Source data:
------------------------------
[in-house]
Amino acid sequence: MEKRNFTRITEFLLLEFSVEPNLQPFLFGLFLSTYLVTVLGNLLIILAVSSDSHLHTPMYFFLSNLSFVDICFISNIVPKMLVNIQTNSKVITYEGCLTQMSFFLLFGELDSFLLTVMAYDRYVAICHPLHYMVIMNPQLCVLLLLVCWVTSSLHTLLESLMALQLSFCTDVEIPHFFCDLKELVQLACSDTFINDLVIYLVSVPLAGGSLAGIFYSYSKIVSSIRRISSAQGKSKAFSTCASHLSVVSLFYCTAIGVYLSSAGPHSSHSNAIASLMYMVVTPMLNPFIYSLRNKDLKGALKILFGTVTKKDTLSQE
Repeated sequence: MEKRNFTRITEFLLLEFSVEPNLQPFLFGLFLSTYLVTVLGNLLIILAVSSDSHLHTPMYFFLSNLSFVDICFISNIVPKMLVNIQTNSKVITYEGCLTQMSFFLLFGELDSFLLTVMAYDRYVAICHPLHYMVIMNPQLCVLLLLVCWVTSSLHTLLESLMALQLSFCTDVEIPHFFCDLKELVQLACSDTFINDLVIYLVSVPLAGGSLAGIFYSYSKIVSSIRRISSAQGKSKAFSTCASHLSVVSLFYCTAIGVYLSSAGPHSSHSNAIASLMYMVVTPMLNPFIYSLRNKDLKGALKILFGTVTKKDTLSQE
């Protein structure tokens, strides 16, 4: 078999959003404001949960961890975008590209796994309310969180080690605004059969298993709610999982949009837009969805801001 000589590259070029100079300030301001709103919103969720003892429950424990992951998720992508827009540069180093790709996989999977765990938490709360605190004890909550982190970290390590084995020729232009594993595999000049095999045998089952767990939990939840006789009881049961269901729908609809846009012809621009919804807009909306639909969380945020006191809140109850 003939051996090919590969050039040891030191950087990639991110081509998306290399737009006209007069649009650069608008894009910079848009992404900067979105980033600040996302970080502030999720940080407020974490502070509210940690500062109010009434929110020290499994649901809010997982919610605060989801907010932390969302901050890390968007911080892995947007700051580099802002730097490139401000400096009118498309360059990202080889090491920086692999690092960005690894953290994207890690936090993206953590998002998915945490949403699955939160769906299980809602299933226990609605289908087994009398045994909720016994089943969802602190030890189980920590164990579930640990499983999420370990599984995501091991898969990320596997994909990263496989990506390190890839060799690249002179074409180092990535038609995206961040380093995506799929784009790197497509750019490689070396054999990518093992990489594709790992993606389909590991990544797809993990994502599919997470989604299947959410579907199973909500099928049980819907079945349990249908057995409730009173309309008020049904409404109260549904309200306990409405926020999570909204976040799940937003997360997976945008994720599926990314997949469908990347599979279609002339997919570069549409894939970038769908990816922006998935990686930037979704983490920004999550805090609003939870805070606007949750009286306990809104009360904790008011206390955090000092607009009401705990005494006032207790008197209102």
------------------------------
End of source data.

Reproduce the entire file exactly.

[in-house]
Amino acid sequence: MEKRNFTRITEFLLLEFSVEPNLQPFLFGLFLSTYLVTVLGNLLIILAVSSDSHLHTPMYFFLSNLSFVDICFISNIVPKMLVNIQTNSKVITYEGCLTQMSFFLLFGELDSFLLTVMAYDRYVAICHPLHYMVIMNPQLCVLLLLVCWVTSSLHTLLESLMALQLSFCTDVEIPHFFCDLKELVQLACSDTFINDLVIYLVSVPLAGGSLAGIFYSYSKIVSSIRRISSAQGKSKAFSTCASHLSVVSLFYCTAIGVYLSSAGPHSSHSNAIASLMYMVVTPMLNPFIYSLRNKDLKGALKILFGTVTKKDTLSQE
Repeated sequence: MEKRNFTRITEFLLLEFSVEPNLQPFLFGLFLSTYLVTVLGNLLIILAVSSDSHLHTPMYFFLSNLSFVDICFISNIVPKMLVNIQTNSKVITYEGCLTQMSFFLLFGELDSFLLTVMAYDRYVAICHPLHYMVIMNPQLCVLLLLVCWVTSSLHTLLESLMALQLSFCTDVEIPHFFCDLKELVQLACSDTFINDLVIYLVSVPLAGGSLAGIFYSYSKIVSSIRRISSAQGKSKAFSTCASHLSVVSLFYCTAIGVYLSSAGPHSSHSNAIASLMYMVVTPMLNPFIYSLRNKDLKGALKILFGTVTKKDTLSQE
């Protein structure tokens, strides 16, 4: 078999959003404001949960961890975008590209796994309310969180080690605004059969298993709610999982949009837009969805801001 000589590259070029100079300030301001709103919103969720003892429950424990992951998720992508827009540069180093790709996989999977765990938490709360605190004890909550982190970290390590084995020729232009594993595999000049095999045998089952767990939990939840006789009881049961269901729908609809846009012809621009919804807009909306639909969380945020006191809140109850 003939051996090919590969050039040891030191950087990639991110081509998306290399737009006209007069649009650069608008894009910079848009992404900067979105980033600040996302970080502030999720940080407020974490502070509210940690500062109010009434929110020290499994649901809010997982919610605060989801907010932390969302901050890390968007911080892995947007700051580099802002730097490139401000400096009118498309360059990202080889090491920086692999690092960005690894953290994207890690936090993206953590998002998915945490949403699955939160769906299980809602299933226990609605289908087994009398045994909720016994089943969802602190030890189980920590164990579930640990499983999420370990599984995501091991898969990320596997994909990263496989990506390190890839060799690249002179074409180092990535038609995206961040380093995506799929784009790197497509750019490689070396054999990518093992990489594709790992993606389909590991990544797809993990994502599919997470989604299947959410579907199973909500099928049980819907079945349990249908057995409730009173309309008020049904409404109260549904309200306990409405926020999570909204976040799940937003997360997976945008994720599926990314997949469908990347599979279609002339997919570069549409894939970038769908990816922006998935990686930037979704983490920004999550805090609003939870805070606007949750009286306990809104009360904790008011206390955090000092607009009401705990005494006032207790008197209102």